In May, the National Mining Association (NMNA) announced that it had received a $5.6 million settlement from Virginia Coal for an alleged $4.9 million price gouging scheme in the Virginia coal industry.

The $5 million award is the largest award of its kind in the country, and the first to go to a state coal mine.

The NMA has not yet been compensated, but it has said that it is pursuing a claim with the US Justice Department.

The deal, which is currently under review, relates to a case brought by Virginia Coal against the state’s attorney general, Robert C. Ferguson.

In 2016, Virginia Coal paid $7.5 million to settle allegations that it manipulated coal price data in order to mislead investors about the quality of its product.

The company’s then-CEO, Mark Schmitt, pleaded guilty to a misdemeanor charge of misappropriating government funds and was sentenced to probation.

The Justice Department said that Virginia Coal failed to disclose its illegal price manipulation in its quarterly report to investors.

The settlement also includes $1.2 million in fines.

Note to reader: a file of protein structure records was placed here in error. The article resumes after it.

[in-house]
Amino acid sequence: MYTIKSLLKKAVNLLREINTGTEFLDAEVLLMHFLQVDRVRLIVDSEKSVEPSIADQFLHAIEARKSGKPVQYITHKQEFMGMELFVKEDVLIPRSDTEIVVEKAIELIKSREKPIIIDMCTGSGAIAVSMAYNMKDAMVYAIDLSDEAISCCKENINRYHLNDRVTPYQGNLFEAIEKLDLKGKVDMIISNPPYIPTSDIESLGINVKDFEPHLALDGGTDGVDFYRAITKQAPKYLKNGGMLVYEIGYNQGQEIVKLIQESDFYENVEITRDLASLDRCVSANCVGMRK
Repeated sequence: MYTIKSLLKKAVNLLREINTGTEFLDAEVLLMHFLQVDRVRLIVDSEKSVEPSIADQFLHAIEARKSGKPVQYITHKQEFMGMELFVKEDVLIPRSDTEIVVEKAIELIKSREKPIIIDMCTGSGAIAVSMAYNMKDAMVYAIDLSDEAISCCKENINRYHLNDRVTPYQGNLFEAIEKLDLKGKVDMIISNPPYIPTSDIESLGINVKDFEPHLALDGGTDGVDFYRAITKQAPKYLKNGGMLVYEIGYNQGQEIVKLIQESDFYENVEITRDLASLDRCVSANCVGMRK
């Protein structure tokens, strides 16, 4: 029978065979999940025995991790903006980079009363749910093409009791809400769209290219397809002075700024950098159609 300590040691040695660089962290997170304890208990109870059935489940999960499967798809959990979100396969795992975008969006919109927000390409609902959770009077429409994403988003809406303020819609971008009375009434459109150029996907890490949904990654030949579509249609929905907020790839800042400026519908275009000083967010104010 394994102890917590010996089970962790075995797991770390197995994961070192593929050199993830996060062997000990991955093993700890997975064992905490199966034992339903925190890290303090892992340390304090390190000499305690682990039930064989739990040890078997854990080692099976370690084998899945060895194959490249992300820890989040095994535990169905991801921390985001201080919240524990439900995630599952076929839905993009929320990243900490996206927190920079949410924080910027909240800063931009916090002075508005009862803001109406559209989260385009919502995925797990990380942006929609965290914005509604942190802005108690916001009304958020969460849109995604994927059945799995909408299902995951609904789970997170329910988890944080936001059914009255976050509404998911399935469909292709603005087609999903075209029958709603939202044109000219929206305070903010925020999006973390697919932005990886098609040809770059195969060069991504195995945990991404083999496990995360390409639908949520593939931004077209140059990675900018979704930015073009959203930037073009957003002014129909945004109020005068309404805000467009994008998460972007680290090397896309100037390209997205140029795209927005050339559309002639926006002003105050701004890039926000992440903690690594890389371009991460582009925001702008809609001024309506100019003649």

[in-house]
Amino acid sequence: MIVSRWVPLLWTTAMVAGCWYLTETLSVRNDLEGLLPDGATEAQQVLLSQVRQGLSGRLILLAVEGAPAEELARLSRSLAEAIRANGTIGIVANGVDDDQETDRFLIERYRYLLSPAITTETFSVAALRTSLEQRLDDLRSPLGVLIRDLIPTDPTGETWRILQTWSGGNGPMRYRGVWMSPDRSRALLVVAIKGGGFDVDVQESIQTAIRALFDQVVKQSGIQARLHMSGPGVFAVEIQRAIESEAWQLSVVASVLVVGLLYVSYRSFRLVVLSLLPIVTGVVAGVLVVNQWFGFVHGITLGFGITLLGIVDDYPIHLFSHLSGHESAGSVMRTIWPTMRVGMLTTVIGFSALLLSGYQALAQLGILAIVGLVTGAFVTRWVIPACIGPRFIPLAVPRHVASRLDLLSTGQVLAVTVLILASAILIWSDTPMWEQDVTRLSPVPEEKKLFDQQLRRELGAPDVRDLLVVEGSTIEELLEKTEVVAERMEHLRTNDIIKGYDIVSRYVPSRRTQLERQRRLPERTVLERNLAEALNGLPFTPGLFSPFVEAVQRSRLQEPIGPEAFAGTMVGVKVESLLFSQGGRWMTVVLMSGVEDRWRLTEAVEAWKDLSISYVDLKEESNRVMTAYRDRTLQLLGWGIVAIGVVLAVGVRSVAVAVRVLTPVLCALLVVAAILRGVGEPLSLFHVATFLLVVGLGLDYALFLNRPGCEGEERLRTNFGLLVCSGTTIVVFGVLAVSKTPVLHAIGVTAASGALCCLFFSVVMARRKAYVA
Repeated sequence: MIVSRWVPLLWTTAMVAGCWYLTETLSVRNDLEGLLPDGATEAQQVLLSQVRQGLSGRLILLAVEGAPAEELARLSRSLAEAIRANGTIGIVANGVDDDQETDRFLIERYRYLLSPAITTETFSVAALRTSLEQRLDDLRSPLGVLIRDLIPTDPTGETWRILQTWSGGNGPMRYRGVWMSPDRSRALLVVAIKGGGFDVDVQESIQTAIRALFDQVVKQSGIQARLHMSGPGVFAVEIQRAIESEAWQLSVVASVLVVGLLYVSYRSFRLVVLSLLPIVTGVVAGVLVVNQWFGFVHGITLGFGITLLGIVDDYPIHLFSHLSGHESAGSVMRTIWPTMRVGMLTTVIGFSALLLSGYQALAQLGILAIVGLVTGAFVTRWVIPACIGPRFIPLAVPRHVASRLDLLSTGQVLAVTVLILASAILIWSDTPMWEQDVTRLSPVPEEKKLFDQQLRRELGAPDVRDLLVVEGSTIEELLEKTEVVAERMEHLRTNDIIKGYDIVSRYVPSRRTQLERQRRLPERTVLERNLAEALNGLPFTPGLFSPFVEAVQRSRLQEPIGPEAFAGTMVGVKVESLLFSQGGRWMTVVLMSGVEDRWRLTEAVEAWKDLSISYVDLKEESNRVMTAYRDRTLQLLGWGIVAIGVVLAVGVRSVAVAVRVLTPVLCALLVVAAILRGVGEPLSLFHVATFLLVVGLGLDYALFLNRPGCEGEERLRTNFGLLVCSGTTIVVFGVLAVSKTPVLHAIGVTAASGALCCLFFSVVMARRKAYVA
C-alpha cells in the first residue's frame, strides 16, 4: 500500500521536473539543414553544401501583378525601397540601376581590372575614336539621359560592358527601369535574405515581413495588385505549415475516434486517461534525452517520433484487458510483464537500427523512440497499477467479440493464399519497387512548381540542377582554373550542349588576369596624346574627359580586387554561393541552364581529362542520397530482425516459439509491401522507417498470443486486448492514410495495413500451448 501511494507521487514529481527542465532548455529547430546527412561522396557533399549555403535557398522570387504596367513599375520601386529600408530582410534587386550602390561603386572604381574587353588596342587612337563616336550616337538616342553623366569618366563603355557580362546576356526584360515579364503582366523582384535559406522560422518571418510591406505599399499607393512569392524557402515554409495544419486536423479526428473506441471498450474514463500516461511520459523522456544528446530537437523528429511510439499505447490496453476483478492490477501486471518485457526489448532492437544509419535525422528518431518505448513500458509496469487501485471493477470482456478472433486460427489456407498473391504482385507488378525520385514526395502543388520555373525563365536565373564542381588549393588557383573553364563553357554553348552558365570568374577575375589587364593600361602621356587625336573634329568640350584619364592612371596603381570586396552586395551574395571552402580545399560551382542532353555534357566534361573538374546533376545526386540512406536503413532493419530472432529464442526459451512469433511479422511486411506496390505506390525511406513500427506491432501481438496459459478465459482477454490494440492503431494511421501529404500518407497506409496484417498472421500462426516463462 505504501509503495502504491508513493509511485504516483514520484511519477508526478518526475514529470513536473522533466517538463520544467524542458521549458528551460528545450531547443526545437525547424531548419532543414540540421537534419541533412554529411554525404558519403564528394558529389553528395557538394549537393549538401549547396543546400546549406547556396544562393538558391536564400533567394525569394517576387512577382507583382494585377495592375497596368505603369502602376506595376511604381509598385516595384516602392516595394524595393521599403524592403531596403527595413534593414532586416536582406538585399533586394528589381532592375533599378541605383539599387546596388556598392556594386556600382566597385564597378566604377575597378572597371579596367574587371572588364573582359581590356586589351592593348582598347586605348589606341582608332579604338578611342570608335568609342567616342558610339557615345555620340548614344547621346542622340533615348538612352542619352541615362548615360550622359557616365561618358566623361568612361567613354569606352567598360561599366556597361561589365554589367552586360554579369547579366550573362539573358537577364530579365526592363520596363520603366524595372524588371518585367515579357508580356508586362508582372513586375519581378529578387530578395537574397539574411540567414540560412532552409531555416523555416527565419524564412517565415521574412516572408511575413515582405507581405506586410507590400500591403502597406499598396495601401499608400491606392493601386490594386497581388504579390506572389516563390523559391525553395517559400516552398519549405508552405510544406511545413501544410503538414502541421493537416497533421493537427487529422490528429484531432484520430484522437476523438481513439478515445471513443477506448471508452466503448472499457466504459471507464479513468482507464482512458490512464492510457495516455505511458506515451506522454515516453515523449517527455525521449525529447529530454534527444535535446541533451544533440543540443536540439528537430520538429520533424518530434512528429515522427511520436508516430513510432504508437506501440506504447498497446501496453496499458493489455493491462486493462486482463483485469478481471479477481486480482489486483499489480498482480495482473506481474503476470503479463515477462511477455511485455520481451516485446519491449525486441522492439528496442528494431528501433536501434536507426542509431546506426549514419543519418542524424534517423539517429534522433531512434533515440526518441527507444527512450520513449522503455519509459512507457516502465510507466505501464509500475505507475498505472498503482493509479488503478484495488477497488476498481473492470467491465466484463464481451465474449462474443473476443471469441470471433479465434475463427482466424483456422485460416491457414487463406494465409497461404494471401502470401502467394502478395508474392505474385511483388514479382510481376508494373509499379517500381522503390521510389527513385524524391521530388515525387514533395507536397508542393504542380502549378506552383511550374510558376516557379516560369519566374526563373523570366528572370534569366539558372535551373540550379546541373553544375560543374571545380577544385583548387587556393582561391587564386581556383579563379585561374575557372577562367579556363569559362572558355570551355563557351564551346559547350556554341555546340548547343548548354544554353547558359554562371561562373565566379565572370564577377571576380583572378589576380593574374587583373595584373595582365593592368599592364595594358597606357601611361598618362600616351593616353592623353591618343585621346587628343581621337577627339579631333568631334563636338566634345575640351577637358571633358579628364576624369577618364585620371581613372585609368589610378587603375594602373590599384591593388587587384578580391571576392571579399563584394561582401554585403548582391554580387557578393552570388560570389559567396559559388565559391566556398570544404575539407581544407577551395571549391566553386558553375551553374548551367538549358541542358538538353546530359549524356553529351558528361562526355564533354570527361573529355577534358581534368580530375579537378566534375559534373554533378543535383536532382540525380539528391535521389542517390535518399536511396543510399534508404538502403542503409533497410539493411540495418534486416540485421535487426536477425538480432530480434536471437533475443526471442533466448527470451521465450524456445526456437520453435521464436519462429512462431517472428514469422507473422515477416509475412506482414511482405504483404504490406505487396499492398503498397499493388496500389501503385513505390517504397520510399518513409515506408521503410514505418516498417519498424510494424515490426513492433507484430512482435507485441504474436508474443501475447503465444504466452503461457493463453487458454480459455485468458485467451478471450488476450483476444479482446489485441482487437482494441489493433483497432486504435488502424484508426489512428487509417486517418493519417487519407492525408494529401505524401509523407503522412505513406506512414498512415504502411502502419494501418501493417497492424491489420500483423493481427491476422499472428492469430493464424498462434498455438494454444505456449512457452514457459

The National Mining Alliance (NMA) said in a statement that the settlement is a win for the state, the state-owned coal companies, and Virginia’s coal miners.

“It demonstrates that the public has a voice when it comes to the future of coal mining in Virginia,” said NMA CEO Jim McGovern.

“The settlement provides an important first step toward ensuring that the industry that produced our state’s first coal boom of the last 100 years is safe and accountable.”

The settlement is one of the largest such awards ever in Virginia.

Earlier this month, Virginia Governor Terry McAuliffe, who is expected to run for the White House in 2020, signed a law requiring the state to pay $5 billion to companies in the coal industry and to the state Treasury for unpaid debts owed to state employees and the state.

A Virginia House of Delegates panel in January recommended a bill that would require the state of Virginia to pay the money back to the miners and to compensate them for their losses.